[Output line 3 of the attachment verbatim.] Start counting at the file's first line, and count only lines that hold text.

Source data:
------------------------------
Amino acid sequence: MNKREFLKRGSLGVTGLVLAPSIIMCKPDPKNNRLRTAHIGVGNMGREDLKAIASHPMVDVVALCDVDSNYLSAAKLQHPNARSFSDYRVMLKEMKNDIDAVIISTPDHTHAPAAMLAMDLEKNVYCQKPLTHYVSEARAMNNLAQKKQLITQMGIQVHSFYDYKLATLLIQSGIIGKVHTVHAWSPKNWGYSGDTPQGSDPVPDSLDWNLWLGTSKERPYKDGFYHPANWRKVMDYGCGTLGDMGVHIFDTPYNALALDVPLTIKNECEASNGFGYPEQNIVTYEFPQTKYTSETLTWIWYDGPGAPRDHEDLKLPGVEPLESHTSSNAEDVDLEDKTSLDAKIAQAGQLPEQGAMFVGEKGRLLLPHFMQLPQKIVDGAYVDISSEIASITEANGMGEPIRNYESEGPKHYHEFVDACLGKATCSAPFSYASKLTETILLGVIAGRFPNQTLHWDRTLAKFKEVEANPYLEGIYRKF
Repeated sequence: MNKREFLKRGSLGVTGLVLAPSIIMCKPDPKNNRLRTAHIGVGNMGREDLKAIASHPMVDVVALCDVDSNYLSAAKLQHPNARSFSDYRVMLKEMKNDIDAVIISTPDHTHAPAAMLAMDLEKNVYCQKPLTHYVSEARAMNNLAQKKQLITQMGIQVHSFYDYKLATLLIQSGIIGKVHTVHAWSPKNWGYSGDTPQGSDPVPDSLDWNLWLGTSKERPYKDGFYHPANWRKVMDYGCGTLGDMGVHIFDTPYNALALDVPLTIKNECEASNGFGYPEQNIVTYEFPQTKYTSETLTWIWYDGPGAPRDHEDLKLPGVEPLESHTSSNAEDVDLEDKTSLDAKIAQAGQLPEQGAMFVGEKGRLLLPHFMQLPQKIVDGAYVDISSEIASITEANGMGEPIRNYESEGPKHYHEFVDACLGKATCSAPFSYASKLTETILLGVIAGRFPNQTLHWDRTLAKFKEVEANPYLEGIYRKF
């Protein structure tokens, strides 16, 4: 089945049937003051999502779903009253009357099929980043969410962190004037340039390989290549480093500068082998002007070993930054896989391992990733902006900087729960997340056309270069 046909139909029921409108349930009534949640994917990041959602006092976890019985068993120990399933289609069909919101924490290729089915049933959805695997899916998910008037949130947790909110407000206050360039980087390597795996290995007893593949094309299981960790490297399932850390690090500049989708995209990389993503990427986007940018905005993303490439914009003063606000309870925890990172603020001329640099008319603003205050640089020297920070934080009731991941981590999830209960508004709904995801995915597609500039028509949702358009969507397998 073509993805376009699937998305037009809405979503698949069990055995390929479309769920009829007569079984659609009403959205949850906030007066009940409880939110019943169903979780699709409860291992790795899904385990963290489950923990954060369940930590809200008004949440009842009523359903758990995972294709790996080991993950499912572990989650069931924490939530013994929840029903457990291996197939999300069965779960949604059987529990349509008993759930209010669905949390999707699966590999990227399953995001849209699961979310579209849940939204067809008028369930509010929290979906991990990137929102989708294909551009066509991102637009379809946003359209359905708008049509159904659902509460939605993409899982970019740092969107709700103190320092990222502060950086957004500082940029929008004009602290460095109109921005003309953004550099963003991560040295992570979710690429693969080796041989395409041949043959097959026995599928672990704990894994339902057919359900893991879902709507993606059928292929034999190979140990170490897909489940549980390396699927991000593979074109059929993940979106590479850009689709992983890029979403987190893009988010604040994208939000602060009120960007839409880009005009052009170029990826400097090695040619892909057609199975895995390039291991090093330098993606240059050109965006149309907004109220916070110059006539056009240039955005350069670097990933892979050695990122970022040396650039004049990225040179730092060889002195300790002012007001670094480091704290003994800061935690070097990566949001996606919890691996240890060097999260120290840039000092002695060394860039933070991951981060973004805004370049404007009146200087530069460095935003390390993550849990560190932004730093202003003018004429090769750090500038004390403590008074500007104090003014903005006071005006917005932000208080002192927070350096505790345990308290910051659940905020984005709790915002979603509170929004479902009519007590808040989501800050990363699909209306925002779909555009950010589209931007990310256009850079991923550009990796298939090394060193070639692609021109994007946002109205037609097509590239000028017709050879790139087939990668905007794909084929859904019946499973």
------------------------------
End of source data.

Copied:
């Protein structure tokens, strides 16, 4: 089945049937003051999502779903009253009357099929980043969410962190004037340039390989290549480093500068082998002007070993930054896989391992990733902006900087729960997340056309270069 046909139909029921409108349930009534949640994917990041959602006092976890019985068993120990399933289609069909919101924490290729089915049933959805695997899916998910008037949130947790909110407000206050360039980087390597795996290995007893593949094309299981960790490297399932850390690090500049989708995209990389993503990427986007940018905005993303490439914009003063606000309870925890990172603020001329640099008319603003205050640089020297920070934080009731991941981590999830209960508004709904995801995915597609500039028509949702358009969507397998 073509993805376009699937998305037009809405979503698949069990055995390929479309769920009829007569079984659609009403959205949850906030007066009940409880939110019943169903979780699709409860291992790795899904385990963290489950923990954060369940930590809200008004949440009842009523359903758990995972294709790996080991993950499912572990989650069931924490939530013994929840029903457990291996197939999300069965779960949604059987529990349509008993759930209010669905949390999707699966590999990227399953995001849209699961979310579209849940939204067809008028369930509010929290979906991990990137929102989708294909551009066509991102637009379809946003359209359905708008049509159904659902509460939605993409899982970019740092969107709700103190320092990222502060950086957004500082940029929008004009602290460095109109921005003309953004550099963003991560040295992570979710690429693969080796041989395409041949043959097959026995599928672990704990894994339902057919359900893991879902709507993606059928292929034999190979140990170490897909489940549980390396699927991000593979074109059929993940979106590479850009689709992983890029979403987190893009988010604040994208939000602060009120960007839409880009005009052009170029990826400097090695040619892909057609199975895995390039291991090093330098993606240059050109965006149309907004109220916070110059006539056009240039955005350069670097990933892979050695990122970022040396650039004049990225040179730092060889002195300790002012007001670094480091704290003994800061935690070097990566949001996606919890691996240890060097999260120290840039000092002695060394860039933070991951981060973004805004370049404007009146200087530069460095935003390390993550849990560190932004730093202003003018004429090769750090500038004390403590008074500007104090003014903005006071005006917005932000208080002192927070350096505790345990308290910051659940905020984005709790915002979603509170929004479902009519007590808040989501800050990363699909209306925002779909555009950010589209931007990310256009850079991923550009990796298939090394060193070639692609021109994007946002109205037609097509590239000028017709050879790139087939990668905007794909084929859904019946499973």